As for problems, no MMO is without them at launch. Login issues on the first few days followed by the player trading system being down for most of the first week annoyed a lot of players, and these feelings weren’t helped by a buggy party system that wouldn’t display party members on the map. My visuals would sometimes disappear, leaving my character hovering over nothing, and I often experienced some strange frames per second losses, which was fixed by turning Vertical Sync on and off. This could be due to the fact that ArenaNet advised Nvidia users to upgrade to beta drivers, but thankfully they are small and rare occurrences. What is surprising is the amount of support ArenaNet has been giving players during these difficult times. I think it should be commended when a developer updates players frequently about the current status of servers, updates and more, and pushes out fixes every single day for known problems. I distinctly remember seeing many posts on the official Facebook page by ArenaNet, advising players on what to do if they were experiencing difficulties and updating them on their progress every few minutes. It’s a refreshing sight, and the fan base certainly appreciated it.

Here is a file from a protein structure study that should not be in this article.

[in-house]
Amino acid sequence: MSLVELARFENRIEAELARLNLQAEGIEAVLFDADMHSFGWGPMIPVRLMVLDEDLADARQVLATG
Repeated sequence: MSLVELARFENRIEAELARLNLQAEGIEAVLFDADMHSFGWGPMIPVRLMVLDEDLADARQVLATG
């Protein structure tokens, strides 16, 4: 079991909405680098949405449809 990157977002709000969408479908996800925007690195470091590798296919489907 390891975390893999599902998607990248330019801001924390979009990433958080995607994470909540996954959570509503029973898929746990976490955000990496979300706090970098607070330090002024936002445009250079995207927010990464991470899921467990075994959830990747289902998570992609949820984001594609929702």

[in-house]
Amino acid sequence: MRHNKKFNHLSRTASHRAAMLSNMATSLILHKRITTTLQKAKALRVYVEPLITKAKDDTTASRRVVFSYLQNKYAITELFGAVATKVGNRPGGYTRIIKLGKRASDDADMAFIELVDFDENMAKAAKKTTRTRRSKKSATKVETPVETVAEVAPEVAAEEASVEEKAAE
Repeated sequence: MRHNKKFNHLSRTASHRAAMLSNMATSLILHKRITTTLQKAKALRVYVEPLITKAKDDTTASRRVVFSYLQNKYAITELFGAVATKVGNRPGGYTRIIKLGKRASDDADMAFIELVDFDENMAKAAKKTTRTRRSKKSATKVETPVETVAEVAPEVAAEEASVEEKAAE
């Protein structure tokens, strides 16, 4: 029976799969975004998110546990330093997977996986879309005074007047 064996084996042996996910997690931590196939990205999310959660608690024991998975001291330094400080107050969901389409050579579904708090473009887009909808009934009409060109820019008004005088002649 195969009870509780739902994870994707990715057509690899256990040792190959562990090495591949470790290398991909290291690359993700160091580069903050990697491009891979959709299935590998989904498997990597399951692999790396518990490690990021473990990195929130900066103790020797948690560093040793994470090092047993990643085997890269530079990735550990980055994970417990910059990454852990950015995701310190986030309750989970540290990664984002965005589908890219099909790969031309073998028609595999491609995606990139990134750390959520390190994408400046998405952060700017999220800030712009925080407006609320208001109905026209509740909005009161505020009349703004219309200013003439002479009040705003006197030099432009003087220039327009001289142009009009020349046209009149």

Other than that, what can I say? I’m just over level 20 with my Thief (yes, I haven’t had as much time to play as I’d have hoped) so I haven’t yet taken on my first dungeon or entered the realm of PvP or World vs. World encounters. I’m not ready to give my final verdict just yet, as soon as I feel I have played enough to judge Guild Wars 2 fully I will finish off my review of this so far fantastic MMO, describing crafting, trading, PvP and more. So far I have not found a reason why someone shouldn’t give this MMO a go. There’s no subscription fee, it’s utterly stunning, the combat is engaging and the story will keep you hooked. Plus, there’s just a wealth of content to keep you going and going for months, without the need to grind at all. Guild Wars 2 has really changed my perspective on the MMO scene, and it sure as hell is on track to changing the way the world perceives MMO’s. It truly is an MMO for people who hate MMO’s, but it retains enough to keep MMO veterans more than happy. Stay tuned for more on Guild Wars 2 soon.